Beijing is exploiting to the utmost Washington’s and the UN’s recent decisions to classify the East Turkestan Islamic Movement (ETIM) as a terrorist organization. CCP leadership wants to take advantage of what the official media calls “a favorable global climate against terrorism” to deal a body blow not only to the ETIM but to the entire underground Uighur separatist movement in the Xinjiang Autonomous Region (XAR) as well.
Beijing had planned extensive military operations against pro-independence groups–whose strongholds are in western and southern Xinjiang–in early summer of 2001. Unprecedentedly large-scale People’s Liberation Army (PLA) maneuvers were held in July and August of that year. Arrests of suspected separatists and anti-Beijing elements increased dramatically after the September 11, 2001 terrorist attacks on the United States, even as Beijing told the world community that China, too, was wrestling with an internal terrorist threat. This was behind Chinese diplomats’ assertion that the United States and the West must not hold “double standards” when discussing the issue of countering global terrorism.
The Xinjiang divisions of the PLA and the paramilitary People’s Armed Police (PAP) were beefed up after September 11. To reflect the importance of the Xinjiang Military District, commander Qiu Yanhan was promoted to lieutenant general a few months ago. According to estimates by diplomatic analysts, a few thousand suspects had been rounded up for investigation by early this year. The crackdown was by no means restricted to what were generally known as terrorist or violent organizations. Throughout Xinjiang, police and state security personnel also began a close watch on mosques and universities. Western diplomats who have been to Xinjiang recently have reported that a number of college teachers suspected of separatist leanings were detained for questioning.
Meanwhile, Beijing has been lobbying Washington to classify the ETIM–which, according to the Xinjiang Public Security Department, was responsible for 200 “major terrorist attacks” in the past eleven years–as a terrorist organization. Washington’s initial reaction was cool. And, during his visit to Shanghai last November, President George W. Bush specifically warned Beijing that fighting terrorism must not become a pretext for targeting a nation’s ethnic minorities.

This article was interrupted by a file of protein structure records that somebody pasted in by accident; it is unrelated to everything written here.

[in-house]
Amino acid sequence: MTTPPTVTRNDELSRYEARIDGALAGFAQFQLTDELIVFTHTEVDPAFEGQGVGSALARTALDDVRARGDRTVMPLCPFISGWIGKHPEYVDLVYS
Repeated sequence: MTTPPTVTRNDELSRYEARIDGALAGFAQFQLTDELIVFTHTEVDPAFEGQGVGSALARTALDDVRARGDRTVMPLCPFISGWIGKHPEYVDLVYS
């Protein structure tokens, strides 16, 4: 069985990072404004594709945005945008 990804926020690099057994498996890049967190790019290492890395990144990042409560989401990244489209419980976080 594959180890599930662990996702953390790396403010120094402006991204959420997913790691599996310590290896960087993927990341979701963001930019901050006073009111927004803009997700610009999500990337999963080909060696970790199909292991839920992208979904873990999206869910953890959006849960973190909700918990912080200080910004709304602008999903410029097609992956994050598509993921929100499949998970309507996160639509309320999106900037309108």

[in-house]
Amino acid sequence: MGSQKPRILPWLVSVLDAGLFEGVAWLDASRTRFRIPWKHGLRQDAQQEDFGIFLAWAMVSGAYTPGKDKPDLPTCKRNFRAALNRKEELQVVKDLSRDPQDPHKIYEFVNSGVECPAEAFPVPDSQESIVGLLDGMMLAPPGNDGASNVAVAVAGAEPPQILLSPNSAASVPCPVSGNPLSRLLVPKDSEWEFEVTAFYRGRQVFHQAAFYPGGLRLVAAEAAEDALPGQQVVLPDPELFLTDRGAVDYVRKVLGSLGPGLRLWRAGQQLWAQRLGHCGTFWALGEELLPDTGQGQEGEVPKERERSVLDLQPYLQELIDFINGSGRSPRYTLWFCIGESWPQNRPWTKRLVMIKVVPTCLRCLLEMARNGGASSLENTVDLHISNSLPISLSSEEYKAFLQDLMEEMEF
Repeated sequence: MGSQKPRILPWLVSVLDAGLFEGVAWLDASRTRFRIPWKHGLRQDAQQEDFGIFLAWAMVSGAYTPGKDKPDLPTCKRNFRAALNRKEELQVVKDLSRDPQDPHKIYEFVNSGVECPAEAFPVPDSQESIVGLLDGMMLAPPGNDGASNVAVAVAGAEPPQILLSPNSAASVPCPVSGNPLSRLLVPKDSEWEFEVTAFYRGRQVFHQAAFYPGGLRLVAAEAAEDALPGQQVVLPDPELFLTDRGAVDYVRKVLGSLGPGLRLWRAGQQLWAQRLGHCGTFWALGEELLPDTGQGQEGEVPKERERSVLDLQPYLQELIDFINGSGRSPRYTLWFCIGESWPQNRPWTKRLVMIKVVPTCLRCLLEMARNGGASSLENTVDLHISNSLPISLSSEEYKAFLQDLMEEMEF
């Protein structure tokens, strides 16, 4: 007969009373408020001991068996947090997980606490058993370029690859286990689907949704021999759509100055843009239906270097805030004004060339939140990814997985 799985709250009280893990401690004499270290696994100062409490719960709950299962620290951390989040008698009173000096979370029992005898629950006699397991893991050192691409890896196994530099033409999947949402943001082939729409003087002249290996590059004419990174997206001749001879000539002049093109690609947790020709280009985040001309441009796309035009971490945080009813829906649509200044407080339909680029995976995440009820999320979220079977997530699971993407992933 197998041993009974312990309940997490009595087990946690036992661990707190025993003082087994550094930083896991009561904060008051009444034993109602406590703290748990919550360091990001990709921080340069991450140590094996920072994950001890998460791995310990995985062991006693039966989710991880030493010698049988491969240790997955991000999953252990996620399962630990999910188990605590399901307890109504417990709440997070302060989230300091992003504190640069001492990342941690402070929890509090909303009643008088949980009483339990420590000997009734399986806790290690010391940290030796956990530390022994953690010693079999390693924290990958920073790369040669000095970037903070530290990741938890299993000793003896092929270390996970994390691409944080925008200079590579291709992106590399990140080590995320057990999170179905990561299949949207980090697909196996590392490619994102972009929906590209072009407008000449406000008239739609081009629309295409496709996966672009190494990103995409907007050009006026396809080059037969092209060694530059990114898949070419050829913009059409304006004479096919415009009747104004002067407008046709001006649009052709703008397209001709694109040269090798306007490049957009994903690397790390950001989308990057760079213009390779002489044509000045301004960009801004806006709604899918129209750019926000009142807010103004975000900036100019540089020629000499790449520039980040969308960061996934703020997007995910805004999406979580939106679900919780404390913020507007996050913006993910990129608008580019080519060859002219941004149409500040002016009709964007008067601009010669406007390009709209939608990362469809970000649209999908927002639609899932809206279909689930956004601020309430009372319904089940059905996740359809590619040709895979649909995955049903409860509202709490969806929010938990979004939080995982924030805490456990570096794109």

America’s impending showdown with Iraq, however, has changed the picture. Washington realizes that if it were to sponsor a UN resolution that involves the invasion of Iraq, it will need, at the very least, an abstention rather than a veto from China, one of the Security Council’s five permanent members. It is partly to secure Chinese acquiescence in a probable U.S. venture into Iraq that Deputy Secretary of State Richard Armitage pronounced the ETIM a terrorist organization during his fence-mending visit to Beijing last month. And in the wake of lobbying by China, the United States, Afghanistan and Kyrgyzstan, the UN Security Council put the ETIM on its list of terrorist units in early September. This meant, among other things, that funds belonging to the unit will be frozen worldwide.
While applauding these two actions, Beijing announced stepped-up actions against the ETIM and other Uighur separatist units. The Chinese Foreign Ministry disclosed in mid-September that the PLA and police had smashed forty-four hideouts and ETIM bases recently. It is likely that the intensive antiterrorist, antiseparatist crusade will go on until next year.
The army’s anti-ETIM movement is also being conducted in conjunction with the police’s annual Strike Hard campaign against hardcore crime and social instability nationwide. In areas with ethnic minorities such as Xinjiang and Tibet, the goals of the Strike Hard–first launched in the mid-1980s–have traditionally been to wipe out separatist groups and cells.
The prowess of the PLA and PAP will be demonstrated on October 1, when, according to Hong Kong’s China-run daily, Wen Wei Po, several tens of thousands of soldiers are expected to take part in joint Sino-Kyrgyz antiterrorist exercises. This will be the first time that the PLA has engaged in a joint military exercise with a foreign army.